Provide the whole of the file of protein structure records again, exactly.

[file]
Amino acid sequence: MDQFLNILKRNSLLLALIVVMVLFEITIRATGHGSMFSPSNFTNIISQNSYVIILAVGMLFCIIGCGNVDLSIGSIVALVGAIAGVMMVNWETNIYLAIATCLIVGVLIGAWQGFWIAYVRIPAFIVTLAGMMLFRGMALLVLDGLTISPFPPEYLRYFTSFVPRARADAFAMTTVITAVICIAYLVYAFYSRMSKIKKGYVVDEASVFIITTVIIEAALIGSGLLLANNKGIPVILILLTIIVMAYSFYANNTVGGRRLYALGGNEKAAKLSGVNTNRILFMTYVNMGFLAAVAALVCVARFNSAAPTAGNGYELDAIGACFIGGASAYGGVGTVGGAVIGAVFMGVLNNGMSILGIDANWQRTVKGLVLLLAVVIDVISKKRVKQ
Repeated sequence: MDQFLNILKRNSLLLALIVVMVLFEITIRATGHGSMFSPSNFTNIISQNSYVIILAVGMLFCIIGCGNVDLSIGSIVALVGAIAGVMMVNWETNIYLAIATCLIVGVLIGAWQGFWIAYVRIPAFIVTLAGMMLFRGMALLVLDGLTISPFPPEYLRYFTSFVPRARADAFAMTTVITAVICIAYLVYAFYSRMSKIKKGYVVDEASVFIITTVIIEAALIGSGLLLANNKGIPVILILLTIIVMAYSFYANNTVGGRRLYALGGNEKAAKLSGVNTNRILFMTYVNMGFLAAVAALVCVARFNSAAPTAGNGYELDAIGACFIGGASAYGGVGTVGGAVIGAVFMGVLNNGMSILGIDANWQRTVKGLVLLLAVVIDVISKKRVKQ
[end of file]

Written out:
Amino acid sequence: MDQFLNILKRNSLLLALIVVMVLFEITIRATGHGSMFSPSNFTNIISQNSYVIILAVGMLFCIIGCGNVDLSIGSIVALVGAIAGVMMVNWETNIYLAIATCLIVGVLIGAWQGFWIAYVRIPAFIVTLAGMMLFRGMALLVLDGLTISPFPPEYLRYFTSFVPRARADAFAMTTVITAVICIAYLVYAFYSRMSKIKKGYVVDEASVFIITTVIIEAALIGSGLLLANNKGIPVILILLTIIVMAYSFYANNTVGGRRLYALGGNEKAAKLSGVNTNRILFMTYVNMGFLAAVAALVCVARFNSAAPTAGNGYELDAIGACFIGGASAYGGVGTVGGAVIGAVFMGVLNNGMSILGIDANWQRTVKGLVLLLAVVIDVISKKRVKQ
Repeated sequence: MDQFLNILKRNSLLLALIVVMVLFEITIRATGHGSMFSPSNFTNIISQNSYVIILAVGMLFCIIGCGNVDLSIGSIVALVGAIAGVMMVNWETNIYLAIATCLIVGVLIGAWQGFWIAYVRIPAFIVTLAGMMLFRGMALLVLDGLTISPFPPEYLRYFTSFVPRARADAFAMTTVITAVICIAYLVYAFYSRMSKIKKGYVVDEASVFIITTVIIEAALIGSGLLLANNKGIPVILILLTIIVMAYSFYANNTVGGRRLYALGGNEKAAKLSGVNTNRILFMTYVNMGFLAAVAALVCVARFNSAAPTAGNGYELDAIGACFIGGASAYGGVGTVGGAVIGAVFMGVLNNGMSILGIDANWQRTVKGLVLLLAVVIDVISKKRVKQ